News from The American Sociological Association: “For years, researchers have known that adults who have swapped rings say they are healthier than their never-married peers are. According to a recent study, though, singles are catching up when it comes to good health.”
Among self-reports by adults ages 25 to 80, never-married folks reported a quality of health close to that of all those hale and glowing married folks in the New York Times.
But wait! The ASA article is all about “never-married adults” and “people” and otherwise gender-neutralicious until paragraph 5. Then this: “This narrowing health gap between the married and the never married applies only to men, but not women.” Hey! No fair burying the lede, and … no fair! The piece also doesn’t mention that the apparent health benefits of marriage apply predominately to men in the first place.
One explanation offered: today’s culture might offer never-married men “greater access to [the kind of] social resources and support” — like that used to come, you know, only from a wife. (So, like, now it’s the guys from rotisserie baseball who are saying, “Dude, you should get that mole checked out”?)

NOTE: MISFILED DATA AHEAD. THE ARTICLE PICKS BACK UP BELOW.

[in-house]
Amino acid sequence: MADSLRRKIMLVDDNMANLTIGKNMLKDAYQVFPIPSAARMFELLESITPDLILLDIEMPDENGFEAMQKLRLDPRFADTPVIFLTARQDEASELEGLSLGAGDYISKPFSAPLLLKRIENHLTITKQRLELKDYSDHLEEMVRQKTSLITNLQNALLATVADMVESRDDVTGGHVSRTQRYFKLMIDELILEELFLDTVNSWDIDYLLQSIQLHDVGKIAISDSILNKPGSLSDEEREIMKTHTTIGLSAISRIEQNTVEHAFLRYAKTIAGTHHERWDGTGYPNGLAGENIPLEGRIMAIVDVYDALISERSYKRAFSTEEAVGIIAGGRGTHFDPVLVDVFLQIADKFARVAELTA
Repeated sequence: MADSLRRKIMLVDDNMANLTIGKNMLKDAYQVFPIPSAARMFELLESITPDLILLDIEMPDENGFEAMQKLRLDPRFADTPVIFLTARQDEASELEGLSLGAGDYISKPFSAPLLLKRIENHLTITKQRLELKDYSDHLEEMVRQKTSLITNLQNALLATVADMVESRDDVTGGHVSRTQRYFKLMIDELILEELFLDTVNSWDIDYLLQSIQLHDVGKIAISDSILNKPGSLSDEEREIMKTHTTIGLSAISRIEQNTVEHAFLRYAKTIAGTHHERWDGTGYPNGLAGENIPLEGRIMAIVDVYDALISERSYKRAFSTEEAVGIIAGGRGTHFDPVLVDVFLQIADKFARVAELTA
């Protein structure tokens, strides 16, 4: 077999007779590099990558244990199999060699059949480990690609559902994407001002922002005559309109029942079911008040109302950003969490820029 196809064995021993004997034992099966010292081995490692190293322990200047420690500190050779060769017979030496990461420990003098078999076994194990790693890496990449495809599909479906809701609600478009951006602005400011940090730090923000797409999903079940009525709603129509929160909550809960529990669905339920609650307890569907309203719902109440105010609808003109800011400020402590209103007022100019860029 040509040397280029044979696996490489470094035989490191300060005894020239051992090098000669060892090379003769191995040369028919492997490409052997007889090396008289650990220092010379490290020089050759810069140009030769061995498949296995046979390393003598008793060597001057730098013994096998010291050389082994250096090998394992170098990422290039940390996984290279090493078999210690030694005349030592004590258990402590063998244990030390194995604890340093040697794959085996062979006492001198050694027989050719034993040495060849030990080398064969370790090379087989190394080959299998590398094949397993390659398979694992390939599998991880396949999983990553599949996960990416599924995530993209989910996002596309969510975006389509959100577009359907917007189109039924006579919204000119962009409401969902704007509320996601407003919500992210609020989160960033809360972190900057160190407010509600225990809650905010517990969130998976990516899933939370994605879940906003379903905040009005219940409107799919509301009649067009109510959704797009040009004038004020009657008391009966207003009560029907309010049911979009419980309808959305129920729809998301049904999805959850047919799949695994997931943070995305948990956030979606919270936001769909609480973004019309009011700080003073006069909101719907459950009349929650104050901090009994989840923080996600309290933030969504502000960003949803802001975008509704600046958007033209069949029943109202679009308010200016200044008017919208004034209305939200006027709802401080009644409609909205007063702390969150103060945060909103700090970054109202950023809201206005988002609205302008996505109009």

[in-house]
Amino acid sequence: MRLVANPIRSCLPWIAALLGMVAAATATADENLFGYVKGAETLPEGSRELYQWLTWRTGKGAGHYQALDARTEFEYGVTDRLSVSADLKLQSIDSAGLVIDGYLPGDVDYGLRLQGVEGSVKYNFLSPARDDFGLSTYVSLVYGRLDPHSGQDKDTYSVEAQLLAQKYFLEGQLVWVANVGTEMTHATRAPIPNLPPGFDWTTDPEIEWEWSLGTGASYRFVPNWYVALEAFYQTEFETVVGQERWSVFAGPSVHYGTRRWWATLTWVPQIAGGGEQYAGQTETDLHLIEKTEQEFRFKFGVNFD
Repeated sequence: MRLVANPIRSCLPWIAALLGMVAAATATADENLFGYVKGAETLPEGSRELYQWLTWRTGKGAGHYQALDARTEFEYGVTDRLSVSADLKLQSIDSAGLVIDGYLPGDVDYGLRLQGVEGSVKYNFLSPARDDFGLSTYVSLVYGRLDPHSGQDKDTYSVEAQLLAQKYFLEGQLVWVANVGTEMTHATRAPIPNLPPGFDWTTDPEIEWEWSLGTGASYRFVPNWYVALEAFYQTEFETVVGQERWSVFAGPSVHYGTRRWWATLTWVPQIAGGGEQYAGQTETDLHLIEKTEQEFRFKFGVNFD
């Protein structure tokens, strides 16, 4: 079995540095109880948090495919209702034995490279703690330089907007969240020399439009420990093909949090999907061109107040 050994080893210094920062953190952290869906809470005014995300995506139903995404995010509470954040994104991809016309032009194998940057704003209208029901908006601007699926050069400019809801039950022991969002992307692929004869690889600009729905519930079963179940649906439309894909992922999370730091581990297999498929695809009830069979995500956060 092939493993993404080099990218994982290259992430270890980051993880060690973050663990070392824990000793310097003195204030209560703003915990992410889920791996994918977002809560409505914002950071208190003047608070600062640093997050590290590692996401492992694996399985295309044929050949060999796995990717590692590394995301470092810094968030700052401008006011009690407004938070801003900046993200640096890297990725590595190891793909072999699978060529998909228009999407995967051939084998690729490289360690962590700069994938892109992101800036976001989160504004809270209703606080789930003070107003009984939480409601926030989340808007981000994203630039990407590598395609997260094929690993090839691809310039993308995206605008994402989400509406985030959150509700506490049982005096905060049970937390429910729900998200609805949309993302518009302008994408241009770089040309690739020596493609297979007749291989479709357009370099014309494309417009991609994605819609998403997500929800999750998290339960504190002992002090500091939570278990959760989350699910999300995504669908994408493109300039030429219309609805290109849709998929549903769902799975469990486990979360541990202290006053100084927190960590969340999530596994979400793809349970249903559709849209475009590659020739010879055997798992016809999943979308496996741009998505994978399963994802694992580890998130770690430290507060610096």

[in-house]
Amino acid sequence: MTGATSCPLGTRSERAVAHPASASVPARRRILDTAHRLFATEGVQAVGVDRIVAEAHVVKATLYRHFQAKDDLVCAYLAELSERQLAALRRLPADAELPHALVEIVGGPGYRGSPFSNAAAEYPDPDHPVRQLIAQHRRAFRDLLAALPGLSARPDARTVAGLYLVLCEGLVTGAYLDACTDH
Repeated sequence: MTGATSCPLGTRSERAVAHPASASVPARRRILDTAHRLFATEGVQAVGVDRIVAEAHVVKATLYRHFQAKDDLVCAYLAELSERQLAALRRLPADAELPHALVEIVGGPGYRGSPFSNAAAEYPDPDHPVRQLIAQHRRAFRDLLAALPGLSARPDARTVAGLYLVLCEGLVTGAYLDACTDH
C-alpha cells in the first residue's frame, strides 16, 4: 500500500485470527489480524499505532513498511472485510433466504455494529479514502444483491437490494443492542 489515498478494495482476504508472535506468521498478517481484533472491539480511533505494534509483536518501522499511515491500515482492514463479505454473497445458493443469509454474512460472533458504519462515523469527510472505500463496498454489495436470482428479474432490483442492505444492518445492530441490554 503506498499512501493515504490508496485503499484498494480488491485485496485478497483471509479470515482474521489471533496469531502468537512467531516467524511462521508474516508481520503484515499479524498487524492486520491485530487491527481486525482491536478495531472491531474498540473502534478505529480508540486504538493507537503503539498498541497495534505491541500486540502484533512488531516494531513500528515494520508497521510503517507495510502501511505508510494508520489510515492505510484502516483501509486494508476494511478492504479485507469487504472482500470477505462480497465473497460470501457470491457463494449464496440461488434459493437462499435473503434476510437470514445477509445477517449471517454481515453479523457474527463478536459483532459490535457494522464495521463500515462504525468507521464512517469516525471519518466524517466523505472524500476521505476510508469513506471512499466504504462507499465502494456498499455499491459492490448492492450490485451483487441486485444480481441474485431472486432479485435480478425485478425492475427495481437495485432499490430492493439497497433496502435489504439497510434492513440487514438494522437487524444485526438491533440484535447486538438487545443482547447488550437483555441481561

So we’re not really sure what this study is saying, though you definitely should get that mole checked out. Okay, it does posit that married folks are — far as they tell researchers — healthier than our widowed, divorced, and separated friends, because, you know, breakups are stressful. But what about single women? What about the role of insurance coverage?
CBS News, with a glass-half-empty lede (”Getting married doesn’t improve one’s health as much as it used to”), also throws this curve ball: “Encouraging marriage in order to promote health may be misguided,” the researchers write. “In fact, getting married increases one’s risk for eventual marital dissolution, and marital dissolution seems to be worse for self-rated health now than at any point in the past three decades.” Ah, the old “avoid getting together because you might break up” plan. Thanks, American Excuse Association!
Of course there’s a role in the world for broad sociological research (not to mention, ahem, incisive, tough-question journalism). But over here at BG Labs, seems to us the key is to find a healthy relationship, and/or, to feel pretty damn okay (at least in the meantime) about being single.